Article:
I am at the last month of tenancy. My landlord has been arranging viewings at very short and inconvenient notice (and not particularly asking nicely for permission either, but mostly informing me of the fact they will be walking into the house at a certain time, just so I'm aware). Today it was 2.5 hours notice, and I only happened to see the message by chance.

I asked that from now on I expect the legal 24 hour notice for any future viewing requests. They replied simply to say:

as per your contract, the 24 hour notice rule does not apply in the last month of tenancy:

▪ To permit the Premises to be viewed at all reasonable times (including weekends) during the final month of theTenancy, following a prior request by the Agent, wishing to view the Premises with a prospective tenant.

Is this loophole legal under UK law? My own interpretation of the unqualified term "prior request" would be that the legality of the 24 hour rule is still implied, rather than overruled. Is the contract even valid on such a point?

1 Answer 1


These articles (#1 (and read the comments too), #2) seem to suggest that there is a bit of a grey area here.

On the one hand, tenants have the right to "quiet enjoyment", which (among other things) means that the landlord cannot enter the property without the tenants' permission, except in case of dire emergency. So if you say no, the landlord (or their letting agent) cannot enter.

On the other hand, tenancy agreements typically require the tenant to allow access for repairs, inspections and viewings, given 24 hours' notice (or possibly less).

So which of these rights has precedence? Opinion appears to be divided. The landlord's viewpoint in the above articles is that if the tenant says no, the landlord should respect that. The landlord could try to evict the tenant for breach of contract, but if they're leaving anyway, that's not much of a threat!

(Incidentally, one of the articles points out that if the landlord has given notice to the tenant (but not the other way around), they cannot guarantee when the last month will be, as the tenant can continue to live in the property (and pay rent) until a court orders them to leave.)

The message seems to be that the tenant and landlord should try and come to some arrangement, but if the tenant refuses to co-operate, then the landlord shouldn't push any further - though this may make it hard for you to get a reference from the landlord, should you ever need one.

Disclaimer: I'm not a lawyer or housing expert. If in doubt, speak to someone who is.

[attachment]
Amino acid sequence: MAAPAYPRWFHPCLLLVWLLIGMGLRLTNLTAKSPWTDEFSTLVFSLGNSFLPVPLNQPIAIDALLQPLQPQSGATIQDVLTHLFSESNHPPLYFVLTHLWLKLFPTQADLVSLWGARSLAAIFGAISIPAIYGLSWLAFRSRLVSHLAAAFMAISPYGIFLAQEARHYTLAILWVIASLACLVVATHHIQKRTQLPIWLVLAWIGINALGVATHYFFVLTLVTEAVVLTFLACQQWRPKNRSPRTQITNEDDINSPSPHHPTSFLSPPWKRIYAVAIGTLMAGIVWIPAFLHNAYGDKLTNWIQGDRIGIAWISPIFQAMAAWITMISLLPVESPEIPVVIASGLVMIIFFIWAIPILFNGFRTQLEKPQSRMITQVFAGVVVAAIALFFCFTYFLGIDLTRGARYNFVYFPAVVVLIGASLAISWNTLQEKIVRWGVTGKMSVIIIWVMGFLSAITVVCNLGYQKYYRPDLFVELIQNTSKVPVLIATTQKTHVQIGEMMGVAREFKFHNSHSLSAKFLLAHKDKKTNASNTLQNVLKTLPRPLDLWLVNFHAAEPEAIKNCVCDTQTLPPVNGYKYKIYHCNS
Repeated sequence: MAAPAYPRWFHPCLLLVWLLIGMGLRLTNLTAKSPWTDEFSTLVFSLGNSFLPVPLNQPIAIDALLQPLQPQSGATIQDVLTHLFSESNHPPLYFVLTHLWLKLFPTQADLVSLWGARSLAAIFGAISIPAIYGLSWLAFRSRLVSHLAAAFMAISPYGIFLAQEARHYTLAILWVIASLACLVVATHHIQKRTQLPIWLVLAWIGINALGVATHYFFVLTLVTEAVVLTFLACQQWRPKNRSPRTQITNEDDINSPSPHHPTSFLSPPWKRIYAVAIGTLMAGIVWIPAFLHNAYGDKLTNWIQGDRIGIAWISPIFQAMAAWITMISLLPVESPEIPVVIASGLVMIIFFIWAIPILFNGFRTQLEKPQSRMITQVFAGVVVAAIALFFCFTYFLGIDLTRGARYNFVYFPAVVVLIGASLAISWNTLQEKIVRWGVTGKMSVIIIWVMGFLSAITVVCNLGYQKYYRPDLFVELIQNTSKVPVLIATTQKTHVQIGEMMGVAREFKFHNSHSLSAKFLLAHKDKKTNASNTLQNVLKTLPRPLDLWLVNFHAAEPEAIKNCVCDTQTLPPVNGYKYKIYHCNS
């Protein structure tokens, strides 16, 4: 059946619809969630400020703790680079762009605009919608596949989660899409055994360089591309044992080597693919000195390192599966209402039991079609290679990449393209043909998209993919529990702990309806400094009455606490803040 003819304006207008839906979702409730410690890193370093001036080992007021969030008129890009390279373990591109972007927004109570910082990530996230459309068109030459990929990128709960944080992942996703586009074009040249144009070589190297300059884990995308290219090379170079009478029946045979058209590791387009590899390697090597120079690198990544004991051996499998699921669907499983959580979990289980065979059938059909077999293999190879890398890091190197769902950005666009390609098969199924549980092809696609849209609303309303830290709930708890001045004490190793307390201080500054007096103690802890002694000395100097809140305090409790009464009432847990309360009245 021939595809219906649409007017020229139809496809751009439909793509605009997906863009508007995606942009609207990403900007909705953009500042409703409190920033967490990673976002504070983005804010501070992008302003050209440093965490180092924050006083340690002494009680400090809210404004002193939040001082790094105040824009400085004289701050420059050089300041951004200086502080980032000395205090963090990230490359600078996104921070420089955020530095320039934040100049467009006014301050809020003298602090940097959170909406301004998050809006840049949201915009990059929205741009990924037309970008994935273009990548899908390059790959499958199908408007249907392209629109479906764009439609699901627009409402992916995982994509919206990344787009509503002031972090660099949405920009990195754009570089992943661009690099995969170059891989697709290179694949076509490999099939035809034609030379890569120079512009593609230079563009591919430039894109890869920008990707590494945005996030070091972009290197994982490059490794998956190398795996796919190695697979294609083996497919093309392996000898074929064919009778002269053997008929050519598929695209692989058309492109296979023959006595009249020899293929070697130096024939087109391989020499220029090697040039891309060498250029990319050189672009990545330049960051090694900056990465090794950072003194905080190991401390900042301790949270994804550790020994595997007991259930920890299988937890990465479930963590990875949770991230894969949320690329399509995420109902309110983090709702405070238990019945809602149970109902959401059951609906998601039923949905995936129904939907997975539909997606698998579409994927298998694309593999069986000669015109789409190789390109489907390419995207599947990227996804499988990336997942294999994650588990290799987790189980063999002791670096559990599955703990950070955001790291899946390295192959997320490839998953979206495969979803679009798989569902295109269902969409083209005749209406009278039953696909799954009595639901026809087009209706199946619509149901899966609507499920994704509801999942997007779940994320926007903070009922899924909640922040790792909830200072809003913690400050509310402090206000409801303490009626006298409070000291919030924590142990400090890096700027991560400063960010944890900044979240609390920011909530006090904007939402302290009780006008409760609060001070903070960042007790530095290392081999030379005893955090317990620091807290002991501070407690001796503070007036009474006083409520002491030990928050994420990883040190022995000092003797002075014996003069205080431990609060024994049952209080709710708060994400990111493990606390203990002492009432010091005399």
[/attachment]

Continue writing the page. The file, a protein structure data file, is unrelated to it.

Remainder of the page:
• hi, thank you for your answer, which is interesting food for thought, but i dont think it answers the main question. there is no intention to deny access to the landlord / agent. there is every intention to hold them accountable to the 24h rule as prescribed by law. the question is whether the claim that "this law is effectively circumvented by the wording in the contract", is a valid claim or not (both in terms of whether it is possible to circumvent a law in the first place, and in terms of whether that particular wording achieves that effect if that is the case)
    – user26221
    Commented Jun 15, 2019 at 15:06
  • @user26221: The law has nothing to say about how long the notice period should be, so there is no question of the law being circumvented. If specific terms of the tenancy agreement breach quiet enjoyment, then those terms are invalid, and it's up to the tenant to decide whether or not to let the landlord in. If the terms don't breach quiet enjoyment, then the tenant must abide by them, or face being evicted - which is meaningless if you're planning to leave anyway. So you could interpret that to mean that you can insist that they give 24 hours' notice. Commented Jun 15, 2019 at 15:16
  • @user26221: next time you rent, it might be worth checking the tenancy agreement in advance, and crossing out a term like this - though of course the landlord/agent could refuse to let to you if they're not happy with this! Commented Jun 15, 2019 at 15:19
  • You can do more than insist on 24 hours notice. You can refuse to accept any viewings whatsoever. You are not required to accommodate viewings.
    – Owain
    Commented Jun 15, 2019 at 17:39

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